We realized that most customers were ordering at night.
And if they wanted more selection delivered to them faster, the best experience would
be if they could order it before they go to bed, wake up and find it in front of their door.
It's like Christmas!
Yeah, it's magical.
According to Kim, that has helped set him apart in a wildly competitive market.
Last year the country's largest e-commerce site also ranked as consumers' preferred
online retailer, outranking local competitors such as Gmarket and 11Street.
Kim says the app has now been downloaded by over 25 million Koreans,
representing around half of the country's 51-million-person population.
The company today is over $10 billion in sales, well over $10 billion in sales,
growing 60% year-over-year.
That didn't happen because of something we did, you know, this year.
That popularity has investors excited, too.
As of November 2018, the company has attracted more than $3.6 billion from investors,
including Softbank, Sequoia Capital and BlackRock, giving the company an estimated valuation of $9 billion.
It's easy to have a dream and fail if you don't have shareholders and investors
who are willing to take the journey with you for the long-term.
Kim now plans to pump that funding into the company's growth in Korea,
building out its food delivery service and potentially expanding into new markets.
Coupang is still focused on the domestic market and trying to expand there.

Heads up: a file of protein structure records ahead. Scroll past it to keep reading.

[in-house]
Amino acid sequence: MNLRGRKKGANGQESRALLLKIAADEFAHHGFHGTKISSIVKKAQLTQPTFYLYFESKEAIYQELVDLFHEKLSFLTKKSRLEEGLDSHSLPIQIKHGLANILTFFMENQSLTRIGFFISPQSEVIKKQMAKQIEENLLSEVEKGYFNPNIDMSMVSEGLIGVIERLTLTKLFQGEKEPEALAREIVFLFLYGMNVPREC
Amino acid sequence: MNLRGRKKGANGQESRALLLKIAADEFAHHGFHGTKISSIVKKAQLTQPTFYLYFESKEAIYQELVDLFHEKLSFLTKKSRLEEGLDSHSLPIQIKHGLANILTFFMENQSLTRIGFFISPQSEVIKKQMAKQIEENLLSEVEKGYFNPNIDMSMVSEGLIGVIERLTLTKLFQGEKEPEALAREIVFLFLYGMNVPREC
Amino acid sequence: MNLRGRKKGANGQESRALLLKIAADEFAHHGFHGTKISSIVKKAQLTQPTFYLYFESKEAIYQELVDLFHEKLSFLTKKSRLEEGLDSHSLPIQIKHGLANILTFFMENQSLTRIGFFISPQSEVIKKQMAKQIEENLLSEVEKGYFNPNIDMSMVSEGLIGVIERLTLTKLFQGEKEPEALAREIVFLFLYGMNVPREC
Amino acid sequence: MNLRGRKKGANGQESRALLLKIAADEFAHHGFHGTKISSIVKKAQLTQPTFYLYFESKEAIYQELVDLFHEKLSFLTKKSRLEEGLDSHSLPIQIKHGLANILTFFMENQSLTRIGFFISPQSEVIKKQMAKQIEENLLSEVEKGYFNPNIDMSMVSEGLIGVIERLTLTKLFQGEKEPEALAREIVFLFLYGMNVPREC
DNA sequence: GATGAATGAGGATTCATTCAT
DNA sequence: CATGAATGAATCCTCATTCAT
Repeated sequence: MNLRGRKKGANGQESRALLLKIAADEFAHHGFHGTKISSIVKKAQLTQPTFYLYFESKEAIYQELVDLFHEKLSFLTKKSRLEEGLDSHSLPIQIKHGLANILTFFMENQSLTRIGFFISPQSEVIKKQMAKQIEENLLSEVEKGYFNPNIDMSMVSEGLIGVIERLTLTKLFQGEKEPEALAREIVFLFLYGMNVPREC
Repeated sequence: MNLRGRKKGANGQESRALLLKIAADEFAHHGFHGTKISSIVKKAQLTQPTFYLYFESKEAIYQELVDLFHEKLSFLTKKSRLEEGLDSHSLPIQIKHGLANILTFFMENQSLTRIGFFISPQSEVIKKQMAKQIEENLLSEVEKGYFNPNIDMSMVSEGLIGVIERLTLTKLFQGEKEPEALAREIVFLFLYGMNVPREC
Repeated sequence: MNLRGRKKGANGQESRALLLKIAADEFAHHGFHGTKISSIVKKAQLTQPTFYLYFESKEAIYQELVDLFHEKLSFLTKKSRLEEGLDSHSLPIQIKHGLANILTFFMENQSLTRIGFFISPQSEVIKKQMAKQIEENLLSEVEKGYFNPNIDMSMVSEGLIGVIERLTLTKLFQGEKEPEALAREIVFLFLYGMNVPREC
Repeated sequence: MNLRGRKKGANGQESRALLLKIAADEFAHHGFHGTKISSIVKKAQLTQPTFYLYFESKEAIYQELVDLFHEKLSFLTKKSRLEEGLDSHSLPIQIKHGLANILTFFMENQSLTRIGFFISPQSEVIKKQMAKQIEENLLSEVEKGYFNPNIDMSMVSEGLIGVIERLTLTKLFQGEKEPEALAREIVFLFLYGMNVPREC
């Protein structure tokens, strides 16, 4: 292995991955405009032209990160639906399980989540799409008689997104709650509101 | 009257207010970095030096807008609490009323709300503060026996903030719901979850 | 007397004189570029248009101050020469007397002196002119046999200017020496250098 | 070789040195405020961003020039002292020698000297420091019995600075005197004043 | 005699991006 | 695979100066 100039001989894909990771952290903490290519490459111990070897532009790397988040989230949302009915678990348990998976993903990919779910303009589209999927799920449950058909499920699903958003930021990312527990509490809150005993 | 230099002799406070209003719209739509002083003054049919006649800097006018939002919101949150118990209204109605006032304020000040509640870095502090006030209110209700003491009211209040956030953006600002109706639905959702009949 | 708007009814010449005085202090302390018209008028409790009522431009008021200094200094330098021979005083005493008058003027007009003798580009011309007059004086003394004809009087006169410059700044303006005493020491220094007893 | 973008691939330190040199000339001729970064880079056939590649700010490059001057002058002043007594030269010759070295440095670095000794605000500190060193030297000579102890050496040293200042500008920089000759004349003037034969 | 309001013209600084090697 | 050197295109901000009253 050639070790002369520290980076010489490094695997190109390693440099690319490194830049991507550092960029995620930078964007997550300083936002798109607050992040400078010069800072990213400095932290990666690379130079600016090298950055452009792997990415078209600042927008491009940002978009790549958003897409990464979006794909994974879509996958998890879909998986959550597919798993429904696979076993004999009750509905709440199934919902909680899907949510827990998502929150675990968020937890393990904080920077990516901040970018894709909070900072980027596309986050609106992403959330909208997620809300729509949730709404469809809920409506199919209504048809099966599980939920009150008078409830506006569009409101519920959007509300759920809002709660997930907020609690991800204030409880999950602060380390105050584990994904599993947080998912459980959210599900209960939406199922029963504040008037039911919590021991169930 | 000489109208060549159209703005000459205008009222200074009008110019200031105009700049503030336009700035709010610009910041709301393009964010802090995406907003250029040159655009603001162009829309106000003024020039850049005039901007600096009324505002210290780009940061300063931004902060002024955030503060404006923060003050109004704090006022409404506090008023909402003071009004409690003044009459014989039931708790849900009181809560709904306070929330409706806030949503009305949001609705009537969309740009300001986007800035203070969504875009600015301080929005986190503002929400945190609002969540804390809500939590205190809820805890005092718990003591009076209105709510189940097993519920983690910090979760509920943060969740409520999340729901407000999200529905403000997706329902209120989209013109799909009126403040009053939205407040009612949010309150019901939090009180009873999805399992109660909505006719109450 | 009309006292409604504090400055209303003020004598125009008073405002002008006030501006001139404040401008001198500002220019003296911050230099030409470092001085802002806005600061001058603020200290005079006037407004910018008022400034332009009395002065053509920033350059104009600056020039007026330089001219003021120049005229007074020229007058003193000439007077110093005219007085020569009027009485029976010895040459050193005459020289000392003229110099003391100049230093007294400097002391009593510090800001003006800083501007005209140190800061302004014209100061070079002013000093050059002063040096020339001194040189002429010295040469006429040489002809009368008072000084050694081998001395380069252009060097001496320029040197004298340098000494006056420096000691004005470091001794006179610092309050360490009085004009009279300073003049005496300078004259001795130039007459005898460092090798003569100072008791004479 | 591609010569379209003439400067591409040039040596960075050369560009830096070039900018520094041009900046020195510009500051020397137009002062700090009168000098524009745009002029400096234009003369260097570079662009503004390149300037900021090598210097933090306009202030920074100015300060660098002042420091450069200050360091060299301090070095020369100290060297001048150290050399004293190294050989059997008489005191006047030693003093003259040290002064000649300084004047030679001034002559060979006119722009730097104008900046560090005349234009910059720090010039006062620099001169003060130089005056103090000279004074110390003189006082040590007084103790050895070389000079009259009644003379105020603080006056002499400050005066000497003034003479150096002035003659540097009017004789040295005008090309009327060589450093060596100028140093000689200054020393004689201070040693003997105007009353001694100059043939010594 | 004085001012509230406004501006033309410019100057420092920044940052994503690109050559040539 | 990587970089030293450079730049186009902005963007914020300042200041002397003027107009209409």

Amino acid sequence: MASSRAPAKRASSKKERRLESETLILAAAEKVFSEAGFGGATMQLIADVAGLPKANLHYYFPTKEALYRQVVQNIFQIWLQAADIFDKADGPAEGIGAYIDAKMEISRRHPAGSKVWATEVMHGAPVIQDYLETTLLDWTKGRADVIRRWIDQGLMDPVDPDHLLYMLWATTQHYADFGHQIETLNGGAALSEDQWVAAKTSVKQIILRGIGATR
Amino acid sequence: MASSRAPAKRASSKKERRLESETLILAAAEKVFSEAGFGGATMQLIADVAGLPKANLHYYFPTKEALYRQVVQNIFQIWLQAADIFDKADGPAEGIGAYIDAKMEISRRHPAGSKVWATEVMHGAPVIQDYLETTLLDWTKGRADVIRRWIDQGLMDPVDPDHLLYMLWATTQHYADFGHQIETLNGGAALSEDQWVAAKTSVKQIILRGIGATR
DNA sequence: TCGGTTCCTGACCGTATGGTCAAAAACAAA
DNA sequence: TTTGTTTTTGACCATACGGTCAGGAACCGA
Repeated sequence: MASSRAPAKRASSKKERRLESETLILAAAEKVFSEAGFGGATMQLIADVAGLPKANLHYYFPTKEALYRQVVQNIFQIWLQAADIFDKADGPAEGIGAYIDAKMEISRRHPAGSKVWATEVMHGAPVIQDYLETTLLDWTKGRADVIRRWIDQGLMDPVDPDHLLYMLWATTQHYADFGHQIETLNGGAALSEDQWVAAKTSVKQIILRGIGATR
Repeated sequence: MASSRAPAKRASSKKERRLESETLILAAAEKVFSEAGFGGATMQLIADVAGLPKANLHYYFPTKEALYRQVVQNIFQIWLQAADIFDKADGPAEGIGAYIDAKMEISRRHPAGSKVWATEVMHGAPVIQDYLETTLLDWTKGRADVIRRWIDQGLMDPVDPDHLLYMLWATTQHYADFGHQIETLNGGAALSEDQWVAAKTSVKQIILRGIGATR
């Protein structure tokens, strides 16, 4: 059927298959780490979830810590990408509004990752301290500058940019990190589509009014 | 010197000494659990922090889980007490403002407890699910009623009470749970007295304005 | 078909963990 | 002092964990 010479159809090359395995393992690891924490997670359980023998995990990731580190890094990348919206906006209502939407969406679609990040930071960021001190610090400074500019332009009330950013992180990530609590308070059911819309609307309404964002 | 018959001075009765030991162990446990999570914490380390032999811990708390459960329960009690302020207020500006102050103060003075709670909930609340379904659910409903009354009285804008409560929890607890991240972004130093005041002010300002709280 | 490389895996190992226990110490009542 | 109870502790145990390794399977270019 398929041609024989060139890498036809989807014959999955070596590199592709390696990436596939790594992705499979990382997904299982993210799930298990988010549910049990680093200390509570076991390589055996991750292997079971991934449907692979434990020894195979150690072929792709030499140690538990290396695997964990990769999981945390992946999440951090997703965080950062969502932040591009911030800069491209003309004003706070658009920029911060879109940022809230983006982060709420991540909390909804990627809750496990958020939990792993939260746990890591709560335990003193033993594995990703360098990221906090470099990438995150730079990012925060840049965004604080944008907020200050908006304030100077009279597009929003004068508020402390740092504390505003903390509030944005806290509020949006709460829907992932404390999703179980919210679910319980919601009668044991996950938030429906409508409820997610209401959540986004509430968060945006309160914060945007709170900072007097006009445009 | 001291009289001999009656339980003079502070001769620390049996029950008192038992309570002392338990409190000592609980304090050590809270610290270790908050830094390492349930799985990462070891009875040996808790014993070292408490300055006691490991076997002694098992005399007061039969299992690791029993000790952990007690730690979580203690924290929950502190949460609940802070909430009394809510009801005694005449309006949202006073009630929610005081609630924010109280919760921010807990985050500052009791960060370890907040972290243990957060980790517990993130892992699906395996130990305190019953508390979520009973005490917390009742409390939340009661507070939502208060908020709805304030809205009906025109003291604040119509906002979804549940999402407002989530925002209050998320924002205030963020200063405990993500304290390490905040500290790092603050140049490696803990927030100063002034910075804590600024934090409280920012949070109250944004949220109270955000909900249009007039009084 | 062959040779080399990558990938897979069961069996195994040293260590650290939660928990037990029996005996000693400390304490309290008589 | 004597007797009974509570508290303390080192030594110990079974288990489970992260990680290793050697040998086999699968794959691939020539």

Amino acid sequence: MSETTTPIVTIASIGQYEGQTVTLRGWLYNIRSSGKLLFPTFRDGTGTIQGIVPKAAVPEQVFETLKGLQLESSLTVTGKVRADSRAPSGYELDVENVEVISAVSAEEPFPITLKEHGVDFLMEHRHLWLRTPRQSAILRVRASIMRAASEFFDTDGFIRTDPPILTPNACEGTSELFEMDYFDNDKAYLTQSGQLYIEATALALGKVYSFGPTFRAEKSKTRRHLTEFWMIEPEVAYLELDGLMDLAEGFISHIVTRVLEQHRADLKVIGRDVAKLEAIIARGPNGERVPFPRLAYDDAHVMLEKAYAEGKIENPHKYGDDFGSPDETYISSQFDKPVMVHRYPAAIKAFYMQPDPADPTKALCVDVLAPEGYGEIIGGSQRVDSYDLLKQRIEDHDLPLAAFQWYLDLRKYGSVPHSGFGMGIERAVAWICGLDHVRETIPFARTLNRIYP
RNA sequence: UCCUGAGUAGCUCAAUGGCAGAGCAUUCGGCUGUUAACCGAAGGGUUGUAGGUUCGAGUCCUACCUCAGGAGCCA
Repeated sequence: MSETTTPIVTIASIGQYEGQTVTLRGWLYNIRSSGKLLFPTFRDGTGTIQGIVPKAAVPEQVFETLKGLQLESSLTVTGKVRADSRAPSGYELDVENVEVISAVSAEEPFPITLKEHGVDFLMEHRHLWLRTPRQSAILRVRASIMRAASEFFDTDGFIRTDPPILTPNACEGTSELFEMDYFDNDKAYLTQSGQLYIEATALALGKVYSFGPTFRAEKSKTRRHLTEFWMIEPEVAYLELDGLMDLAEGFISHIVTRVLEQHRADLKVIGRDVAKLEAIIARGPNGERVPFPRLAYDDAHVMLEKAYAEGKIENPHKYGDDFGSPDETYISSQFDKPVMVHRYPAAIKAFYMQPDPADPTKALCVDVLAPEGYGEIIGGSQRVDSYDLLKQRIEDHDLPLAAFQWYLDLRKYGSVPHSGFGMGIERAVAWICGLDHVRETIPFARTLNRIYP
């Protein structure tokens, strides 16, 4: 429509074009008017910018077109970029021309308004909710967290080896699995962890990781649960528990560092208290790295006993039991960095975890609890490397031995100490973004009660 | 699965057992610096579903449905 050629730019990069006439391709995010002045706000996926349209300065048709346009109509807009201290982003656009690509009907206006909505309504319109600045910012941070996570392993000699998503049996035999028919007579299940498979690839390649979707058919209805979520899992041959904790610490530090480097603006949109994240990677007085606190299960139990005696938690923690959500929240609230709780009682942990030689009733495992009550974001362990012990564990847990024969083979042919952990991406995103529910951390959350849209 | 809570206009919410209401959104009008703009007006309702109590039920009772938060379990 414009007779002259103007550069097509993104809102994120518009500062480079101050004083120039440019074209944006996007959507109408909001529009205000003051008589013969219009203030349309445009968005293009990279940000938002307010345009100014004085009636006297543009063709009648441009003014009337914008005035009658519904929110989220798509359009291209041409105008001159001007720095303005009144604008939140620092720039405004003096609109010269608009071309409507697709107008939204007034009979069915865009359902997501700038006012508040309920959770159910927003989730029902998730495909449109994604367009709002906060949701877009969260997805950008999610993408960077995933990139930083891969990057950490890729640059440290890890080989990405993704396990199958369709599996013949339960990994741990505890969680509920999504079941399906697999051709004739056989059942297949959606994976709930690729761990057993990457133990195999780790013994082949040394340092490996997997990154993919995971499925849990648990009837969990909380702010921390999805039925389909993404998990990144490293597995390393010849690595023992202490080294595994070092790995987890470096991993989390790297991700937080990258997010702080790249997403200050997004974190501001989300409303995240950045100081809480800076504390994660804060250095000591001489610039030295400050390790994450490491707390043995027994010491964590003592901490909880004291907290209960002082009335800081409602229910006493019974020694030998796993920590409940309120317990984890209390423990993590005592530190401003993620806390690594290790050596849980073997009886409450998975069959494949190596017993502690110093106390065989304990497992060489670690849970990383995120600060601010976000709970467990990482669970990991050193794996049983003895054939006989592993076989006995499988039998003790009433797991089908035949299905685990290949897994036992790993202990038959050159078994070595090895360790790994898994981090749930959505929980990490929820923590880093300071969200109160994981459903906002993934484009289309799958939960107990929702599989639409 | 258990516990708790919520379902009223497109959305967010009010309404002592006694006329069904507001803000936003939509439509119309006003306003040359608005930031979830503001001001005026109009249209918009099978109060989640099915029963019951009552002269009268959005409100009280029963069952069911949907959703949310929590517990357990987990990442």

But with those financial investments from Softbank, Coupang is expected to go in further
to other APAC regions.
The environment that Korea has, the high urbanization, the extreme population density,
and the IT infrastructure, those are things that I think will be shared by customers
in many areas, many regions, especially in Asia, as they modernize.
We have offices all over the world.
We have an office in Silicon Valley, in Seattle, in Beijing, and Shanghai,
so in many ways we're building a global company.
But ultimately Kim says his main mission is to remain committed to customer service.
And if that means reinventing his business once again, well, at least he has the experience.
I don't know if I can tell you that six months from now, or six years from now,
that we will look similar to what we look today.
But I can tell you that we will always be a company, a technology company, that is trying
to leverage what we can from human ingenuity and technology to obsess about some
aspect of customers' lives that we want to improve exponentially.
That will be a constant.
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How this Harvard dropout founded South Korea's most valuable start-up | Make It International

27 Folder Collection
Summer published on August 8, 2020